45th District legislators plan to alleviate I-405 traffic congestion


State legislators representing Washington’s 45th Legislative District said they are listening to constituents’ demands regarding the Interstate 405 tolls and traffic.

During a Feb. 20 town hall meeting at the Lake Washington Institute of Technology, Sen. Andy Hill (R-Redmond), Rep. Larry Springer (D-Kirkland) and Rep. Roger Goodman (D-Kirkland) discussed their demands that WSDOT allow drivers to use the I-405 toll lanes for free during holidays, weekdays from 7 p.m. to 5 a.m. and weekends.

They also recommended that WSDOT extend the entry and exit points on I-405.

Photo1 D45TownHallSen. Andy Hill (left) responds to a constituent during a town hall meeting. Hill, Rep. Larry Springer (middle) and Rep. Roger Goodman (right) all support Senate Bill 6152, which would allow drivers to use the I-405 toll lanes for free during holidays, nights and weekends. (Photo by Starla Sampaco)

“This is the most angry I’ve seen constituents in the past six years,” Hill said. “It’s a bipartisan issue.”

Senate Bill 6152, which Hill sponsored, and House Bill 2312 detailed these demands.  Neither was voted on by the Senate or the House. During the current legislative session, Feb. 17 was the last day to pass bills in their houses of origin.

Gov. Jay Inslee also asked WSDOT to implement these plans during his visit to WSDOT’s Transportation Management Center in Shoreline on Feb. 16. The state Transportation Commission is now considering an emergency rule to lift the tolls during off-peak weekday hours, weekends and holidays.

Traffic conditions improved for drivers on I-405 between Bellevue and Kirkland after the Washington State Department of Transportation (WSDOT) implemented the tolls in September 2015, according to Springer.

But the area north of Bothell, Springer said, is a “recipe for gridlock.” He said WSDOT should make changes to the I-405 carpool lanes to increase capacity from Bothell to I-5.
Goodman said he receives more emails on this issue than any other issue.

“We’re going to dedicate the toll revenue to fixing the choke points on the road,” Goodman said. “We’re addressing it now. We’re going to fix it.”

Springer said constituents have also sent hundreds of emails to him regarding the tolling lanes. Only 10 percent of these constituents, he said, are happy about the tolls. Springer said public transit riders seem to like the tolling lanes, but most emails he receives are from drivers who are confused and frustrated by the tolls.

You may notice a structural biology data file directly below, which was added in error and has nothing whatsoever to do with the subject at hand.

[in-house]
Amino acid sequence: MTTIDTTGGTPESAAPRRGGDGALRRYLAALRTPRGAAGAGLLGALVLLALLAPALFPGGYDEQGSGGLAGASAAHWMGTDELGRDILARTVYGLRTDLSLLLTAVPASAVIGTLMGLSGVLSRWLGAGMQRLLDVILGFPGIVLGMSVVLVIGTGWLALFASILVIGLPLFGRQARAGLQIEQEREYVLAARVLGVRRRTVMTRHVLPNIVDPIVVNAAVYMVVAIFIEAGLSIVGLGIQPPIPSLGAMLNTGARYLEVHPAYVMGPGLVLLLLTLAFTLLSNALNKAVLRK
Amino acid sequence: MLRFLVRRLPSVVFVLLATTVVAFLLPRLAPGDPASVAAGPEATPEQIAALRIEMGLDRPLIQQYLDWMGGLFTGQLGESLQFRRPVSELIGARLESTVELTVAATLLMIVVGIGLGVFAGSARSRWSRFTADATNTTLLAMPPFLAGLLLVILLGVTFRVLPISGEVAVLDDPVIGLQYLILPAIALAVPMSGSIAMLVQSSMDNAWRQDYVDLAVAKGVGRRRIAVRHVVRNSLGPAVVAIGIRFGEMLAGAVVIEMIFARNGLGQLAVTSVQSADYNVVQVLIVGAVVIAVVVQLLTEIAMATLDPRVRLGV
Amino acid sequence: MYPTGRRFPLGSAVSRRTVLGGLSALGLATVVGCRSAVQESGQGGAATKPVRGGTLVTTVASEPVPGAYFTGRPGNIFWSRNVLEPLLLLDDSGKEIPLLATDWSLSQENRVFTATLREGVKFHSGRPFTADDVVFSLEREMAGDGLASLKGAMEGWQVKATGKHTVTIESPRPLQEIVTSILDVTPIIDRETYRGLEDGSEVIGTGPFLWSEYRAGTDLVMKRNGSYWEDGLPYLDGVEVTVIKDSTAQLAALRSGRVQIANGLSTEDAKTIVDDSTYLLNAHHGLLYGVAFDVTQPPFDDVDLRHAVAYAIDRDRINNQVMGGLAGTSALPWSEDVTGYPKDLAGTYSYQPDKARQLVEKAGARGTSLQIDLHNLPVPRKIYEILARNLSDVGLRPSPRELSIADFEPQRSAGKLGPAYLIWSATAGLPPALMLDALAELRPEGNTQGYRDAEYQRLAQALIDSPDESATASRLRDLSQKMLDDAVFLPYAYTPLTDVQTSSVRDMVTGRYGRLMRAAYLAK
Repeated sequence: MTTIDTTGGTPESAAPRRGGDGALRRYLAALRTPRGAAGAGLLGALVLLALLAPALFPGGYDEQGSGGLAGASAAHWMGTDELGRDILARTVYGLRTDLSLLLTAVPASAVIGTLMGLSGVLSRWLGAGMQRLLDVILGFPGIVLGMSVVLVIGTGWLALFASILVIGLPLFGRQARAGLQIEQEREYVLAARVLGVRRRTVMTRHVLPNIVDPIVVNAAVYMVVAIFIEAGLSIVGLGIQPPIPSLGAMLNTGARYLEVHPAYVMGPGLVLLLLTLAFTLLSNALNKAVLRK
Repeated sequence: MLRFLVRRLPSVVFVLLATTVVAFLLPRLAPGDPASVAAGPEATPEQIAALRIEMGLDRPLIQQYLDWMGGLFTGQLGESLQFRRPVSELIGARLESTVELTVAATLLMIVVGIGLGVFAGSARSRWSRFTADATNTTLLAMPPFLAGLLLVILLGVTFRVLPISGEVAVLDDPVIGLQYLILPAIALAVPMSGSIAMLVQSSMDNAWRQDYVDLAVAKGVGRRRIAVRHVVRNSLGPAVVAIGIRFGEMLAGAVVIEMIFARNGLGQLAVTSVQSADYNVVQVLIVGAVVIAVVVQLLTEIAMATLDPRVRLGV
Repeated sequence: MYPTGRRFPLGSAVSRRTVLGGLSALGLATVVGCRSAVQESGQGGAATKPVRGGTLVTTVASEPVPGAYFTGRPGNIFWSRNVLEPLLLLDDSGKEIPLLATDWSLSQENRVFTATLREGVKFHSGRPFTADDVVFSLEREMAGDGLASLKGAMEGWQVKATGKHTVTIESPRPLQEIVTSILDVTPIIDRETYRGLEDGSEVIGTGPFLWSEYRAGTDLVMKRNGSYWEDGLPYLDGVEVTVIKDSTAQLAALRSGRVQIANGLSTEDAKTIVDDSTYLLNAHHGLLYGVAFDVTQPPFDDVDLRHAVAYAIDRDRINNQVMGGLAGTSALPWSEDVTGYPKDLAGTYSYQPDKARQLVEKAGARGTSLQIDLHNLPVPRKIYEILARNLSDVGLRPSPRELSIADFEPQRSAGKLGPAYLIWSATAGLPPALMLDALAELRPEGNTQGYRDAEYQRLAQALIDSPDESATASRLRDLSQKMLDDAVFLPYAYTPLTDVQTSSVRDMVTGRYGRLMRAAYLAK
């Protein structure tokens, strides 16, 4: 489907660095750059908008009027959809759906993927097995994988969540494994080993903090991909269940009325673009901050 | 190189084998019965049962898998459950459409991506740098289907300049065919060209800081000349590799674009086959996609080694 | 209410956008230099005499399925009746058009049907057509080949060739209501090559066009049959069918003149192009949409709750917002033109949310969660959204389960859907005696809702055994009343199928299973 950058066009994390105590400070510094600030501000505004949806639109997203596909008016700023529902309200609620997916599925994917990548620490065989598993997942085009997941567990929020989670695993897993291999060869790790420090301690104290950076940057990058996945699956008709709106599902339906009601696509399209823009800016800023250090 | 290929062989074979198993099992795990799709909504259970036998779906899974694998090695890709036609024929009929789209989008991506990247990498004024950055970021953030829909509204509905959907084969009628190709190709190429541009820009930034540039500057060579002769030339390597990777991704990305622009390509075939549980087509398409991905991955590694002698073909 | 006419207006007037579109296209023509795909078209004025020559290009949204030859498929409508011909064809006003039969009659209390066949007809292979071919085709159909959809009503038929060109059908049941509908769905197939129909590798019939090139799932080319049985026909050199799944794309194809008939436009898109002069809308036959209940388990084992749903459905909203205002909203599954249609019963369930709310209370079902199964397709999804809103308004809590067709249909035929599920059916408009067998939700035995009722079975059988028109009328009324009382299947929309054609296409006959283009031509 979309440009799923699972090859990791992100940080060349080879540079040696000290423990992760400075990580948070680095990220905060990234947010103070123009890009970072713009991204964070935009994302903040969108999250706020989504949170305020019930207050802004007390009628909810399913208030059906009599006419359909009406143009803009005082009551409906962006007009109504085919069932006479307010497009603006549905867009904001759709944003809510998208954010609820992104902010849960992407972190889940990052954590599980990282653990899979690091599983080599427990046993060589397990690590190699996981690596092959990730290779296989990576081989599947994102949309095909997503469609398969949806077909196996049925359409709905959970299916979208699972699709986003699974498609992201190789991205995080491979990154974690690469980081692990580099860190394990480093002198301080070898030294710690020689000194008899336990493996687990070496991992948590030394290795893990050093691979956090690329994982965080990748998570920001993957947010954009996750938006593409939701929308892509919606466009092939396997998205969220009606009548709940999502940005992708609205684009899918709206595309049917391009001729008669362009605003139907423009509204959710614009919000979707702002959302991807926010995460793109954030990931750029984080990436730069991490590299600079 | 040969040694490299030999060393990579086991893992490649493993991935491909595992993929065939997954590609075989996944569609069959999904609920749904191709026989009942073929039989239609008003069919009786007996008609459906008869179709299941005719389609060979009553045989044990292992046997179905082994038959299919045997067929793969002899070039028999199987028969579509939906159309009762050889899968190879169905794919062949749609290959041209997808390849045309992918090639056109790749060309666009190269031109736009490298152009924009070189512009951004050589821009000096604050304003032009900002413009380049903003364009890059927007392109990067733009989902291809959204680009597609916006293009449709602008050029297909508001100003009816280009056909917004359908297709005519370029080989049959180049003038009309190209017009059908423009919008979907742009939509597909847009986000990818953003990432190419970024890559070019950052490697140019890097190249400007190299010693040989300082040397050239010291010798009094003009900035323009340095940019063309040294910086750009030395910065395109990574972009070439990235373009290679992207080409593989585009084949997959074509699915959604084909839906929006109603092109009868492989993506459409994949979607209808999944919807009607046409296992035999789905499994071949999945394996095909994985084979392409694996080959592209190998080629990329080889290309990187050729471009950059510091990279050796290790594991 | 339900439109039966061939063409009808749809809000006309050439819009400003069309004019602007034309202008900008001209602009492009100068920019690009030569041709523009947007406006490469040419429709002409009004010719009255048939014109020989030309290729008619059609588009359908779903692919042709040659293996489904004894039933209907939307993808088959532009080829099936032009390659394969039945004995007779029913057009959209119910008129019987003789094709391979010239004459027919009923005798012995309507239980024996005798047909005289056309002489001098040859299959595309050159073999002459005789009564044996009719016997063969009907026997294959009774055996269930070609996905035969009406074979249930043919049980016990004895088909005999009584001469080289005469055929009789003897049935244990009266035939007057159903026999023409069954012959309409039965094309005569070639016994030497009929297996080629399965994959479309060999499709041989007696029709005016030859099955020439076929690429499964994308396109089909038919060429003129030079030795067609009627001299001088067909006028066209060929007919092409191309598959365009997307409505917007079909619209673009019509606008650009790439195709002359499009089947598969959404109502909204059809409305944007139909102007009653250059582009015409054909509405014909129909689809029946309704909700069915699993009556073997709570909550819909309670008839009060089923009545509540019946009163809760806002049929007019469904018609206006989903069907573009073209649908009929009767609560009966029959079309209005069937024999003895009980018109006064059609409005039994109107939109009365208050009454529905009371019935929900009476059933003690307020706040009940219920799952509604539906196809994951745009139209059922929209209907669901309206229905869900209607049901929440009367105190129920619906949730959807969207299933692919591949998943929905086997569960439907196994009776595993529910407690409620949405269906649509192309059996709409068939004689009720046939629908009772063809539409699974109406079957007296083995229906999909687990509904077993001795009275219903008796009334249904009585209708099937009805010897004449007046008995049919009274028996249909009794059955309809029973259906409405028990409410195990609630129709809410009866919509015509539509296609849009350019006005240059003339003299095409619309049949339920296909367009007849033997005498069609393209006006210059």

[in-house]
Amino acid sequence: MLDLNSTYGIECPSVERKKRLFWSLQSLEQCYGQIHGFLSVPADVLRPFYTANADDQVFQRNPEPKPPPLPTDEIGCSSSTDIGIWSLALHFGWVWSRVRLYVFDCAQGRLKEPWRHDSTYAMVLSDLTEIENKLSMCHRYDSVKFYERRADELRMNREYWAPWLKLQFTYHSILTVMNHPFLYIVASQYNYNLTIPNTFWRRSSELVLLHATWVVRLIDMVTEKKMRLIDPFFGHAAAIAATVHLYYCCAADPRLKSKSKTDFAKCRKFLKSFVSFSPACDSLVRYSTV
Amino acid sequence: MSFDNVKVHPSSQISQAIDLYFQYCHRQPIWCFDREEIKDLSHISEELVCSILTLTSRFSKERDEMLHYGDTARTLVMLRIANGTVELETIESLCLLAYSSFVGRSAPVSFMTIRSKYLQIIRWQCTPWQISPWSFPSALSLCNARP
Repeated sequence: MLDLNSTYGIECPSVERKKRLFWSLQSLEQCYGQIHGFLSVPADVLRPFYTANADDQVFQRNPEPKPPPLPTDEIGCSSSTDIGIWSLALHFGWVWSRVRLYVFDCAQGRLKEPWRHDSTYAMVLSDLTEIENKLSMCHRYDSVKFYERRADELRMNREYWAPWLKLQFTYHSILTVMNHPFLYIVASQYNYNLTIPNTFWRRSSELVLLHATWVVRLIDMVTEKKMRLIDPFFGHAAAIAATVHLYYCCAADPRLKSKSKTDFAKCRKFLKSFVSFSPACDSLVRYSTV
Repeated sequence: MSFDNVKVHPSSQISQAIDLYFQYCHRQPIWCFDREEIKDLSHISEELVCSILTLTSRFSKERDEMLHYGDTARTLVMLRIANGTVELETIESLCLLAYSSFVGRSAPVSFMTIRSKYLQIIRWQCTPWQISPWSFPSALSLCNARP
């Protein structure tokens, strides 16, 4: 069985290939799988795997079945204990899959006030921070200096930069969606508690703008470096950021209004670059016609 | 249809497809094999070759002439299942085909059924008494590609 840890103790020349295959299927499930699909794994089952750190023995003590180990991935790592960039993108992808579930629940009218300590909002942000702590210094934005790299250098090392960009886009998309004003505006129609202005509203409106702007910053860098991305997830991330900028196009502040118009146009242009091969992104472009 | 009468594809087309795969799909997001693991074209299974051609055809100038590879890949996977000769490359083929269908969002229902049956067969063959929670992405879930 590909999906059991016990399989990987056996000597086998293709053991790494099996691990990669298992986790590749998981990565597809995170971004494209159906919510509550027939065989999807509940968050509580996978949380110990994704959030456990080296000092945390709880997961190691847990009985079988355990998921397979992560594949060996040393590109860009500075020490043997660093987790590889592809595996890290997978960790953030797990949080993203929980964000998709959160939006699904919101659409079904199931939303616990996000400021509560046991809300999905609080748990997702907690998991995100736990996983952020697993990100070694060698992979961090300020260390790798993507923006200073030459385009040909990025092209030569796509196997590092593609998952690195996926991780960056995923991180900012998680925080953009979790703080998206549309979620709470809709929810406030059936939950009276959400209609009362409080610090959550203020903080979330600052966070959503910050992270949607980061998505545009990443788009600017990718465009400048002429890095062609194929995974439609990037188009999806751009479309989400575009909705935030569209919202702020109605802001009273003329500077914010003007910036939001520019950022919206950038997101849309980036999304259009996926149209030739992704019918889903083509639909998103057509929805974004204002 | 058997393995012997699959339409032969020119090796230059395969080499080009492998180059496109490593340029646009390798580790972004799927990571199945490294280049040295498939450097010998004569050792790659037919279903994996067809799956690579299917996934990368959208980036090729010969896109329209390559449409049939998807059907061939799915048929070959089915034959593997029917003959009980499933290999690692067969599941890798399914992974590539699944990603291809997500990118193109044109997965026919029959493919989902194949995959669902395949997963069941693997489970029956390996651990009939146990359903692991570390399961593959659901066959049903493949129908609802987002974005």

The 45th District includes residents of Woodinville, Redmond, Kirkland, Duvall and Sammamish.

During the meeting, all three legislators expressed dissatisfaction with the WSDOT’s implementation of the tolling lanes.

Hill described the DOT management as “incompetent and unresponsive.” Spring and Goodman shared similar concerns.

“For DOT to tell us that traffic is moving faster and more vehicles are getting through is ludicrous,” Goodman said. “They have to get their heads out of their bureaucratic state of mind and listen to us and listen to the citizens.”

Goodman added that he also wants to look out for people with limited means, such as students and older adults on limited incomes.

Springer said September was a terrible time to implement a new tolling system, as it caused confusion among drivers, who were trying to read the toll rate signs in the pouring rain during the worst traffic season of the year.

Residents also voiced frustrations with I-405 traffic and the Good to Go! electronic tolling system.

One constituent said she experienced a 70-minute wait when she visited the Good to Go! customer service center in Bellevue three months ago to update her pass. On Google reviews, the customer center currently has a 1.5-star average based on 40 reviews.

The constituent also asked the legislators if the Department of Transportation is receiving enough funding to provide the services people need. Hill responded that WSDOT brought in $3.7 million in the first three months of the I-405 toll lanes.

“I don’t think this is a money issue,” Hill said. “This is a management issue.”

The constituent added that the best way to solve the traffic issue is to make housing more affordable and to raise incomes in areas where people are working.

Although transportation was a priority discussion item during the meeting, constituents also shared concerns about policy issues such as public education, domestic violence and transgender bathrooms.

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